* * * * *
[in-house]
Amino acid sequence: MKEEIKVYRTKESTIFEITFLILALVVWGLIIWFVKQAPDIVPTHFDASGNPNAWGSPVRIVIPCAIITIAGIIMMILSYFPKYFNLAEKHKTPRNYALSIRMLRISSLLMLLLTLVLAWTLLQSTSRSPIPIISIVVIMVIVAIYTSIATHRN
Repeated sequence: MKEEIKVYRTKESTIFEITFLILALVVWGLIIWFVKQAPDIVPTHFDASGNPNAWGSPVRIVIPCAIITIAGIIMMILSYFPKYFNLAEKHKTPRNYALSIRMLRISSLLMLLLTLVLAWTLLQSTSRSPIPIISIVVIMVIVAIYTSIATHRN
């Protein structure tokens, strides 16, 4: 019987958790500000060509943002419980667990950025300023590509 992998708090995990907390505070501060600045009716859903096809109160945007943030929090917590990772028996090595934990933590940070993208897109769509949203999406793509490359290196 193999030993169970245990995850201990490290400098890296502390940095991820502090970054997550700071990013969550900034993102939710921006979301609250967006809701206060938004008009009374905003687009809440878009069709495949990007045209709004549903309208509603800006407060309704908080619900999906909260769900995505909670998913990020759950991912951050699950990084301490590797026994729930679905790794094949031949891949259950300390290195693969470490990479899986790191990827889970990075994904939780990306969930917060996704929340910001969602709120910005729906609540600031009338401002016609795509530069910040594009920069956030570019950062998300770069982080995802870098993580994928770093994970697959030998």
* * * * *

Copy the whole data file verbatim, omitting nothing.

[in-house]
Amino acid sequence: MKEEIKVYRTKESTIFEITFLILALVVWGLIIWFVKQAPDIVPTHFDASGNPNAWGSPVRIVIPCAIITIAGIIMMILSYFPKYFNLAEKHKTPRNYALSIRMLRISSLLMLLLTLVLAWTLLQSTSRSPIPIISIVVIMVIVAIYTSIATHRN
Repeated sequence: MKEEIKVYRTKESTIFEITFLILALVVWGLIIWFVKQAPDIVPTHFDASGNPNAWGSPVRIVIPCAIITIAGIIMMILSYFPKYFNLAEKHKTPRNYALSIRMLRISSLLMLLLTLVLAWTLLQSTSRSPIPIISIVVIMVIVAIYTSIATHRN
């Protein structure tokens, strides 16, 4: 019987958790500000060509943002419980667990950025300023590509 992998708090995990907390505070501060600045009716859903096809109160945007943030929090917590990772028996090595934990933590940070993208897109769509949203999406793509490359290196 193999030993169970245990995850201990490290400098890296502390940095991820502090970054997550700071990013969550900034993102939710921006979301609250967006809701206060938004008009009374905003687009809440878009069709495949990007045209709004549903309208509603800006407060309704908080619900999906909260769900995505909670998913990020759950991912951050699950990084301490590797026994729930679905790794094949031949891949259950300390290195693969470490990479899986790191990827889970990075994904939780990306969930917060996704929340910001969602709120910005729906609540600031009338401002016609795509530069910040594009920069956030570019950062998300770069982080995802870098993580994928770093994970697959030998």